However, Zante currants are not real currant. I am, however, interested in getting anything currants because I like currants. I like currant juice (Robinson), currant candy (frutips), currant jelly, and am having a bar of currant chocolate (Lindt)....etc

                              http://www.lindtusa.com/common/images...

                        2. re: Chemicalkinetics

                          Deliia writes for the British market of course - and candied peel is readily available in our supermarkets so I'd presume the first place to try would be your nearest major supermarket wherever you are in the world.

                          Don't get hung up about currants. They're just dried grapes like raisins or sultanas. As far as I'm concerned they are pretty interchangeable

                          1. re: Harters

                            they're currants, not grapes, so a slightly different taste as it's a different fruit, but yes, you can sub raisins or sultanas (golden raisins).

                            You can also do a pretty good imitation of a dried currant with craisins (dried cranberries) -- you get the redder color as well as that slightly sweet-tart flavor.

                            1. re: sunshine842

                              Actually, dried currants are grapes. They don't dry currants to make dried currants. They dry Corinth (aka Zante or Champagne) grapes to make "dried currants". No currants actually used in the making of dried currants!! I know, strange.....

                              1. re: sandylc

                                <No currants actually used in the making of dried currants>

                                Is that like "no animals was harmed during the making of this film"?

                                1. re: sandylc

                                  Yes, currants are grapes. I grow actual black currants (ribes) and they are not very good dried ...but they do make excellent jam and homemade creme de cassis!

                                2. re: sunshine842

                                  Some details about how different types of grape coem to make up raisins, currants and sultanas: http://britishfood.about.com/od/gloss...

                              2. re: Chemicalkinetics

                                Chemical: don't know specific stores in your area, but around here, all sorts of dried/candied fruits are now available for fruitcakes. I avoid the mixed ones, since I don't care for several of the yuckier ones, but I buy individual candied fruits reasonably priced.

                                1. re: pine time

                                  I bought my dried orange peel candied from Reading Market in Philly last week. :)
                                  Only found orange peel though.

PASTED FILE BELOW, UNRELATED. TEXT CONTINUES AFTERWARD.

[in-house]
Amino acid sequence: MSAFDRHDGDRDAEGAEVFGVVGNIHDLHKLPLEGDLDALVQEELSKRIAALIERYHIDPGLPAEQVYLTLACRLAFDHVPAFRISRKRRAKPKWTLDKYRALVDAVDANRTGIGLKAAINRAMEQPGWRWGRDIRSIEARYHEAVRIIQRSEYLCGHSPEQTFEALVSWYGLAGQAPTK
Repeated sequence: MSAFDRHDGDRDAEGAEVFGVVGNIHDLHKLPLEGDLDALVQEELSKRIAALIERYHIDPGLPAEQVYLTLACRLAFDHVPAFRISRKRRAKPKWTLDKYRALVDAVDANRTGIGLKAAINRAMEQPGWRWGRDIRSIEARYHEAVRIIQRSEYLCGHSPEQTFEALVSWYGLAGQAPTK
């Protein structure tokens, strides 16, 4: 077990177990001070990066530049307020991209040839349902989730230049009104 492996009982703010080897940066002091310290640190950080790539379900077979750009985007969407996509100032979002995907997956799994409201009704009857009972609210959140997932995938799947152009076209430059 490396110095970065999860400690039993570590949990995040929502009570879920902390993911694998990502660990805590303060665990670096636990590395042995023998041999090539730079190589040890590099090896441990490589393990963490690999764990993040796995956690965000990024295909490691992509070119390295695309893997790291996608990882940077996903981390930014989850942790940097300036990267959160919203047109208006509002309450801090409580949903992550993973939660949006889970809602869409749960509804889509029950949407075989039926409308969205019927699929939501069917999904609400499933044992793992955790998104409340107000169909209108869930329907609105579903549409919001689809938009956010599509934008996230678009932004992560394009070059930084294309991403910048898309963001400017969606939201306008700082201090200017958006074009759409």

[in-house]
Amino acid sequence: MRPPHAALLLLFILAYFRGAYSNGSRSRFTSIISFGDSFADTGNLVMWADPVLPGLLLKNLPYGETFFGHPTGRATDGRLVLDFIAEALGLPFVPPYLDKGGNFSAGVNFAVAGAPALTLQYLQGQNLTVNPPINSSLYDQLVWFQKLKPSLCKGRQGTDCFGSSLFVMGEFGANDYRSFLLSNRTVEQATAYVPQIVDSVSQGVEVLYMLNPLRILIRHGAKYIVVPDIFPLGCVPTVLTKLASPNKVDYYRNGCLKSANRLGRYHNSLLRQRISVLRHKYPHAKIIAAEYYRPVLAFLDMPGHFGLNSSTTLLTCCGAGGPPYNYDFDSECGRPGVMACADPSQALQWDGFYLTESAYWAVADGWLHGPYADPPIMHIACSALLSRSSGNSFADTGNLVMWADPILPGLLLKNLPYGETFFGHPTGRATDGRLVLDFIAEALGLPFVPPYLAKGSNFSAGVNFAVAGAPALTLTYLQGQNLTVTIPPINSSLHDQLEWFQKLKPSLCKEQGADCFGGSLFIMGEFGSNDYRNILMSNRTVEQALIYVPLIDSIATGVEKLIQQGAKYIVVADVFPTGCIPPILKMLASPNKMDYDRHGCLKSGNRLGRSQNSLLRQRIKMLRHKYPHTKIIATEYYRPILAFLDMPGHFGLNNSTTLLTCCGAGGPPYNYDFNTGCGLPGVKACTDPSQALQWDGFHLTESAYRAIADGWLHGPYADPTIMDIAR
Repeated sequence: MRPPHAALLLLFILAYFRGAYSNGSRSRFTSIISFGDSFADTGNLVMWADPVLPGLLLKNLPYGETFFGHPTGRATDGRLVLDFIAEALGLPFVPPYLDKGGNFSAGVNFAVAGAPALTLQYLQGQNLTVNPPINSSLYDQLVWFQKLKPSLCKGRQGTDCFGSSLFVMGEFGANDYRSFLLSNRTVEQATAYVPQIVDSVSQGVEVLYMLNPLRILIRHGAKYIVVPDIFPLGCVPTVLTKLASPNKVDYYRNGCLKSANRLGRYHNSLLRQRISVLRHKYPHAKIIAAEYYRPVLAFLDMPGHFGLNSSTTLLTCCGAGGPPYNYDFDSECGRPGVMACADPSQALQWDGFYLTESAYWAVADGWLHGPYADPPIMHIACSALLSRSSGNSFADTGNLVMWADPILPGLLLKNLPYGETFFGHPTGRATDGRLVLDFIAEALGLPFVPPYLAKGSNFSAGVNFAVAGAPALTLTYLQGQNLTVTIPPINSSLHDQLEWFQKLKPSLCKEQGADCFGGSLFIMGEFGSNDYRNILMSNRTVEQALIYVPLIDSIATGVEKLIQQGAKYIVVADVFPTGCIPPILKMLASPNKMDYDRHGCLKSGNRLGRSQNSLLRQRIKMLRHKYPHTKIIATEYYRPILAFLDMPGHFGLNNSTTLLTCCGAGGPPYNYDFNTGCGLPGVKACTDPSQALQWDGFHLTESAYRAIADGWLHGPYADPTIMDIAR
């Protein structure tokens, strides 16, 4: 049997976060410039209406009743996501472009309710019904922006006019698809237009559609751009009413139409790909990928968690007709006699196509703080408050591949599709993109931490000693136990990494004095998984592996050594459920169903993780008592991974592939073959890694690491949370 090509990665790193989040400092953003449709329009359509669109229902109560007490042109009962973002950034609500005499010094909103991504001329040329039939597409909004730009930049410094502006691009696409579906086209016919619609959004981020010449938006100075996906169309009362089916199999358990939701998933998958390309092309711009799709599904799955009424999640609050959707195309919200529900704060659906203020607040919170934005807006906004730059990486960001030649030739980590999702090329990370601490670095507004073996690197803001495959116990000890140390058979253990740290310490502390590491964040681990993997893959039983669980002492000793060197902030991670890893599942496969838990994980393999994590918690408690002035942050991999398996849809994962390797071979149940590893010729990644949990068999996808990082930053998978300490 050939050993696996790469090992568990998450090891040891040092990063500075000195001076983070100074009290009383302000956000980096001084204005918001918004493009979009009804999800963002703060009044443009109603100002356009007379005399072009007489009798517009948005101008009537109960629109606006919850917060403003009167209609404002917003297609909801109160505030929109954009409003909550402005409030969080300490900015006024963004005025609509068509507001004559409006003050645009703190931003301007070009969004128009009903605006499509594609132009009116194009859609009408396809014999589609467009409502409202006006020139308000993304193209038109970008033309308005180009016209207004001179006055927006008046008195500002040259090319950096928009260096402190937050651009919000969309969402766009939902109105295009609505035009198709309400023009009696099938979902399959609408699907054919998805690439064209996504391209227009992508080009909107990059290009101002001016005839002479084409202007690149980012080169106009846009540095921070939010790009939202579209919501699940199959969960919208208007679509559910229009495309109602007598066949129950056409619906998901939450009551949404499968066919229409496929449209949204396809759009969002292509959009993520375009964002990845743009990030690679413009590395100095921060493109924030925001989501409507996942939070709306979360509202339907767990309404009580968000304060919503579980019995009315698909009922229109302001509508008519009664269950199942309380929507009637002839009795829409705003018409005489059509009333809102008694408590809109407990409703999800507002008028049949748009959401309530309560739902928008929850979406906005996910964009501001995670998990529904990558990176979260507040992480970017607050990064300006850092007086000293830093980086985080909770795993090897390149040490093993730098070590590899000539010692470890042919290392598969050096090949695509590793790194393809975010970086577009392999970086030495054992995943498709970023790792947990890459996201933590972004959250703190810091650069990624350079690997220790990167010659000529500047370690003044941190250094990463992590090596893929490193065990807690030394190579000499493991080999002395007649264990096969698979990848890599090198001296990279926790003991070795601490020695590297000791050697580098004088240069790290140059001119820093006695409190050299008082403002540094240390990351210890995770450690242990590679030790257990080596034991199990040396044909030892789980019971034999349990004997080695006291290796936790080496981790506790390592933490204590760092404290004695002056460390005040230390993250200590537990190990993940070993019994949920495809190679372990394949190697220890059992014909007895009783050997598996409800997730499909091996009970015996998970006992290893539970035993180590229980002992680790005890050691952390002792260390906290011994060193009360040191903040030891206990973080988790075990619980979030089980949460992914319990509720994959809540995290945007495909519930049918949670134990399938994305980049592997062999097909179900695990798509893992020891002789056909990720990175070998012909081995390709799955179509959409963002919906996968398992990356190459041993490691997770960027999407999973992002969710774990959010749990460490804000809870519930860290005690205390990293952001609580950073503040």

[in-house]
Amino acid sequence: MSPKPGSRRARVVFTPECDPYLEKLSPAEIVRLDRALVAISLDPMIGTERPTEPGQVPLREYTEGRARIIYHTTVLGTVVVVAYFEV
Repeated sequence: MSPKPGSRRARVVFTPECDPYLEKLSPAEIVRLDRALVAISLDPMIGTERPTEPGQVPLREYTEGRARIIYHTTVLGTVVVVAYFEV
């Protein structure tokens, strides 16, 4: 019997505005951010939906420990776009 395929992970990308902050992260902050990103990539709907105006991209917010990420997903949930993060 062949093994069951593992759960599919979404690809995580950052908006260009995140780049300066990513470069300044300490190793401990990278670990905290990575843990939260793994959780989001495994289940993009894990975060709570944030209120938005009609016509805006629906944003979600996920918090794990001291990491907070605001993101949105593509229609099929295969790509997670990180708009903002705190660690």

http://chowhound.chow.com/topics/8758...

                                  http://www.readingterminalmarket.org/

                        3. re: Chemicalkinetics

                          Bread Pudding is a common dessert in the U.S. - ?

                          1. re: sandylc

                            Is it? If so, I don't know about it and wasn't offered as desserts in the restaurants. I read that Bread Pudding is different than Bread and Butter Pudding though.

                            1. re: Chemicalkinetics

                              Yep - bread pudding is very different to bread and butter pudding. Bread pudding has a lower fat content and the addition of mixed spice and served cold.

                                1. re: PhilipS

                                  The bread puddings that I am accustomed to eating are made with bread, milk, butter,eggs, sugar, and raisins. They are served warm with a rum/whiskey/bourbon sauce.

                                  Also, if you read the paragraph preceeding the recipe for the chocolate bread and butter pudding for which you provided the link, you'll see that Delia has adapted the recipe from one that was provided to her by an American chef.

                                  So, basically, British bread and butter pudding is the same as American bread pudding.

                                  1. re: Vidute

                                    And it seems to have originally come from England in the Colonial period:

                                    http://www.foodtimeline.org/foodpuddi...

                                    Lots of Caribbean cultures serve bread pudding, too -- and yes, usually warm.

                                    1. re: PhilipS

                                      Hi Phil,

                                      I made my first bread and butter pudding a few minutes ago. I wonder if I should use even more liquid (milk, heavy cream and egg..) next time. The liquid only went up only to one of the two layers of bread.. I did pour the liquid from the top, so the top layer certainly had some liquid, but the second layer was completely soak in the liquid during baking. Or maybe that is the idea. To have two very different layers: a crispy dry top layer and a soft and soggy bottom layer.

                                      It is interesting, and I think I can really get use to this. Eating my second piece as I am typing. It isn't very sweet. It is sweet, but much more subtle than typical desserts.

                                      Thanks for your advise and idea.

                                       
                                        1. re: sandylc

                                          It is the same recipe we were talking about earlier:

                                          http://www.deliaonline.com/recipes/cu...